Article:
The Cafe Book by Gail Boushey and Joan Moser “The Sisters” April 15, 2009

I became a fan of “The Sisters” with their publication for The Daily Five: Fostering Literacy Independence. Even though the book was aimed at more primary students than my fourth graders were, I was game to give some of their strategies a try. I had been a huge proponent of individual reading conferences for many years, but the management of the rest of the class as well as the organization to ensure I was meeting with students in a way that met their needs was still a challenge. The Sisters got me with their quote, “Did those things (centers, projects, worksheets…)just keep our kids busy or were they engaged in literacy tasks that will make a difference in their literate lives.” Their concerns mirrored many of mine.cafe

You can read the entire Cafe Book book online. I made it about halfway through before my copy arrived in the mail Friday.  You can also hear a  blog interview on Stenhouse to see some more information from the sisters. They do also have their own website-part free, most subscription.  

The Cafe system makes record-keeping and organization accessible for teachers who feel often feel overwhelmed by the management of workshop or conferences.

They are coming to Columbus, Ohio this summer for some workshops in conjunction with Choice Literacy and I am thrilled a few of the elementary teachers I work with will be in attendance.  They did a great job presenting at the Dublin Literacy Conference-very engaging and had me laughing quite a bit. My favorite story was from the one sister who tried to make post-it notes into wearable jewelry so she wouldn’t keep losing them. 

Many of us have made their “Pensieve” notebooks and love having all our records in one place. It’s a nice complement to any reading or writing workshop, not just one new thing to try.

 

Professional Learning Focus: Reading and Writing. I Just Can’t Get Enough April 5, 2009

Having had the opportunity to hear Carl Anderson speak about conferring and assessing young writers yesterday just 2 weeks after attending a Lucy Calkins Literacy Institute, I am in professional learning and reflection rapture.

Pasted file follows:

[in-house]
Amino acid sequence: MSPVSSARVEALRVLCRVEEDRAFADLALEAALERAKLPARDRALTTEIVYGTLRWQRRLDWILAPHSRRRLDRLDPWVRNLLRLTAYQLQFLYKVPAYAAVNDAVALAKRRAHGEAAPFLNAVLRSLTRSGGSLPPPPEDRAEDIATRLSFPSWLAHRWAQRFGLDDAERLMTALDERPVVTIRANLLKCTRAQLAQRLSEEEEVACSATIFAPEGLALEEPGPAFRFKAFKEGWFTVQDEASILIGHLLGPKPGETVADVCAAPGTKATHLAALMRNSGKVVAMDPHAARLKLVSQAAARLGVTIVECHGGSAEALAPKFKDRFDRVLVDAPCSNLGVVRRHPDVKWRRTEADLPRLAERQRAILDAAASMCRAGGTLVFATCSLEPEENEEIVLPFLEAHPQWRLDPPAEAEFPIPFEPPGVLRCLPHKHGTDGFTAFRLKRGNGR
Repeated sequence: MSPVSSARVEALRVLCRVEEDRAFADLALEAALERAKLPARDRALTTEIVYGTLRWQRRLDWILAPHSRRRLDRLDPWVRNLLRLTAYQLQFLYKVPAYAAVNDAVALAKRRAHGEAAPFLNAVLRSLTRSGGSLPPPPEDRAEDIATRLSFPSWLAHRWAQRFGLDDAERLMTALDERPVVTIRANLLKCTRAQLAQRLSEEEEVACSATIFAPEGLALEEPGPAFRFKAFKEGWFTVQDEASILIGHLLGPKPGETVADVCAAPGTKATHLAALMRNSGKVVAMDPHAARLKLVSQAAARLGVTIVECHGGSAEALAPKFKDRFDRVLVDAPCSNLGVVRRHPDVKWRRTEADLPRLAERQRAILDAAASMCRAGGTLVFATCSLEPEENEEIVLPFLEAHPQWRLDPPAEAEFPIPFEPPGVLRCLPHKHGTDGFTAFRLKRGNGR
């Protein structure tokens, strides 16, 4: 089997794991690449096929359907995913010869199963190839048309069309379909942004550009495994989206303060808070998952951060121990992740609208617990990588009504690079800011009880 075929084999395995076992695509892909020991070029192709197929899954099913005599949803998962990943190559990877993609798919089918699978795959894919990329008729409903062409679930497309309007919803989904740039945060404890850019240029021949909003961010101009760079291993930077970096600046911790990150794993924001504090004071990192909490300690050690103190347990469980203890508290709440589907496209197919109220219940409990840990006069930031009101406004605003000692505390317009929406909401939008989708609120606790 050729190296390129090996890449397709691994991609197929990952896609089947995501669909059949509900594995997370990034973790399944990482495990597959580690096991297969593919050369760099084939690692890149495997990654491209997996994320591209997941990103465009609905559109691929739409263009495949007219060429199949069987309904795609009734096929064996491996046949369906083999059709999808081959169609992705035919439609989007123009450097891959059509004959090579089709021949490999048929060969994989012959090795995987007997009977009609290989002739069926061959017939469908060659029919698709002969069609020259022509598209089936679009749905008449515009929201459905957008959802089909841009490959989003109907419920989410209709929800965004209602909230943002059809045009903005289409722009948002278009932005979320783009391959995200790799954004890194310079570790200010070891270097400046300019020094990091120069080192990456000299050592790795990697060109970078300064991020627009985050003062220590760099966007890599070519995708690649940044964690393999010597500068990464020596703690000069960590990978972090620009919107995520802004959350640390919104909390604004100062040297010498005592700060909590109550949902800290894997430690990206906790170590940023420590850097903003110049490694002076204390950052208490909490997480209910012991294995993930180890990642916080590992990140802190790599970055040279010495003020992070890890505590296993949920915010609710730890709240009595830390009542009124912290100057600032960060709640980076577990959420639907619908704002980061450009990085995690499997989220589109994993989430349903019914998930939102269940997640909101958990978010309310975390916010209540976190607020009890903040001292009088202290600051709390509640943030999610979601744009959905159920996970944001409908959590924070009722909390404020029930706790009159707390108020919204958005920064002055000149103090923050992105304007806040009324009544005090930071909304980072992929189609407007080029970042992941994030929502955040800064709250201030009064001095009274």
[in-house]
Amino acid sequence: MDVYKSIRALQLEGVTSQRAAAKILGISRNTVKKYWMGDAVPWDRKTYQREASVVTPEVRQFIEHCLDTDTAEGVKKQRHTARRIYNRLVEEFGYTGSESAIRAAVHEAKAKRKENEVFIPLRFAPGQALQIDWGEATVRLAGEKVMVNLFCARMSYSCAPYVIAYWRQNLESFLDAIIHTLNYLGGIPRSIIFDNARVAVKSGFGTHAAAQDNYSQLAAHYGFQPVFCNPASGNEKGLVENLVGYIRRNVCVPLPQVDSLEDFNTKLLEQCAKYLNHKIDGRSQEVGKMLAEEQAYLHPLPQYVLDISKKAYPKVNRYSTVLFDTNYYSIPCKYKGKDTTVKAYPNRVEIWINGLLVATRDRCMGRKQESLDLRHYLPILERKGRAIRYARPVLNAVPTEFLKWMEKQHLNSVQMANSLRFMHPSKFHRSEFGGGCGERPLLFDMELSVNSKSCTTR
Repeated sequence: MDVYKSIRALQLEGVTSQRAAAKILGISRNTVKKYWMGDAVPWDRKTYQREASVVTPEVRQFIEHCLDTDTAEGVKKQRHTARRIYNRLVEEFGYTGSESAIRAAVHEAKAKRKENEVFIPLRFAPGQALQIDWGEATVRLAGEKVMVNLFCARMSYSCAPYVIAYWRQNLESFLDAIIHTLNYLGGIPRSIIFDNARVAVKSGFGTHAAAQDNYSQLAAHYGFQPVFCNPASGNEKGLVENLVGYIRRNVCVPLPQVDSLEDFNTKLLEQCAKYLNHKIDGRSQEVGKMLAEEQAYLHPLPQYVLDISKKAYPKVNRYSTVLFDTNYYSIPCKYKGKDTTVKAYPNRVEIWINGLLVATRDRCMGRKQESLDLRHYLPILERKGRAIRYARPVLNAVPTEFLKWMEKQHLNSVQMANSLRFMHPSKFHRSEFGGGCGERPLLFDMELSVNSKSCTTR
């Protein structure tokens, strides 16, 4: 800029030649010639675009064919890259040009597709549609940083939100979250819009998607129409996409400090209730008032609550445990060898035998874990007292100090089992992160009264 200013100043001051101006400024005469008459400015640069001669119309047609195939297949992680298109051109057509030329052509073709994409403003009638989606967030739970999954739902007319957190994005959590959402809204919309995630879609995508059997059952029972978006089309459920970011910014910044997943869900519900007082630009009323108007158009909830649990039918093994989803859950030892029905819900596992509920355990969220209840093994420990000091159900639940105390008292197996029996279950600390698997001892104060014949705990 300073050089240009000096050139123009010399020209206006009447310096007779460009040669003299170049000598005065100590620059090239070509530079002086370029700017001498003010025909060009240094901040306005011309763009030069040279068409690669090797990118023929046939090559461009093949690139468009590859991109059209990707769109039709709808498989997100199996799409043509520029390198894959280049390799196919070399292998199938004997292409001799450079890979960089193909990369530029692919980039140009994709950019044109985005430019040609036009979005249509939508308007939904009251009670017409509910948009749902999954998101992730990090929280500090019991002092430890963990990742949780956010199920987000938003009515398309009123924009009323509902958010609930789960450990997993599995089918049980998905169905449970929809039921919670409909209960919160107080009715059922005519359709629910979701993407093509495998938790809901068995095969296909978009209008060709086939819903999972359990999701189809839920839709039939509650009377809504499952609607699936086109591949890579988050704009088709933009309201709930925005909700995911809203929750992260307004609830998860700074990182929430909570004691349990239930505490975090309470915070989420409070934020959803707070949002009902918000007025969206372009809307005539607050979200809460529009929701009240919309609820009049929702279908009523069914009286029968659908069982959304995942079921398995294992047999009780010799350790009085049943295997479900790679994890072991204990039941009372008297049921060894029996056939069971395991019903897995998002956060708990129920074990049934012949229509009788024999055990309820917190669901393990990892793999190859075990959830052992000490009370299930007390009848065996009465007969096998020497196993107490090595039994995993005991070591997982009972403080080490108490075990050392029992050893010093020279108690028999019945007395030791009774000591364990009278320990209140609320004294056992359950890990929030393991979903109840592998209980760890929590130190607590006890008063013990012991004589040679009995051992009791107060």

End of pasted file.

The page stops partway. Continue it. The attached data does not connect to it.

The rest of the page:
A blogging friend ran into me yesterday at the workshop and remarked, “You’re at everything”.

While I don’t attend “everything”, I would agree with her that I do attend everything that I possibly can that is professionally valuable.  I do draw the line and know that I can’t focus on everything. For instance, several years ago when I had first started using Lucy Calkins Units of Study, my principal got a little annoyed with me when I refused to attend a workshop on 6 + 1 Traits of Writing.  He could not understand why I would prefer (and insist) on going to a workshop about new literature at the Columbus Public Library when I had the opportunity to hear a presenter from Texas in my own school.

“My brain can’t handle any different information at this point. It is really hard work getting Units of Study up and running and I can’t afford any distractions from it if I am going to give it the attention it needs to be successful.”  I tried to explain to him.

I even went so far as encouraging him to cancel the speaker. After all, we were all supposed to be working within the parameters of Calkins Writing Workshop, and I truly believed that all the session with that Texan would do would get people excited about something that they really shouldn’t be doing that year and frustrated that they couldn’t go try out what they had just sat through a whole day session about. Sure enough, that’s exactly what happened. 

I also have learned that I have to go out and find what I am looking for in the area of professional development. Being a teacher in the community I live in, has so many positives, I can’t even begin to name them. Unfortunately on-site professional development is not one of them.

Bigger districts have had the opportunity to bring in renowned experts to talk and work with their teachers for years and years.

“What!? Ralph Fletcher was in your room teaching writing workshop!” I would drool hearing this year after year while talking to teaching friends at the Dublin Literacy Conference.

I, on the other hand, have had the opportunity to read their books and try things out with a couple of like-minded individuals.  Really good, but not in the same league. Rec league basketball instead of the NBAs.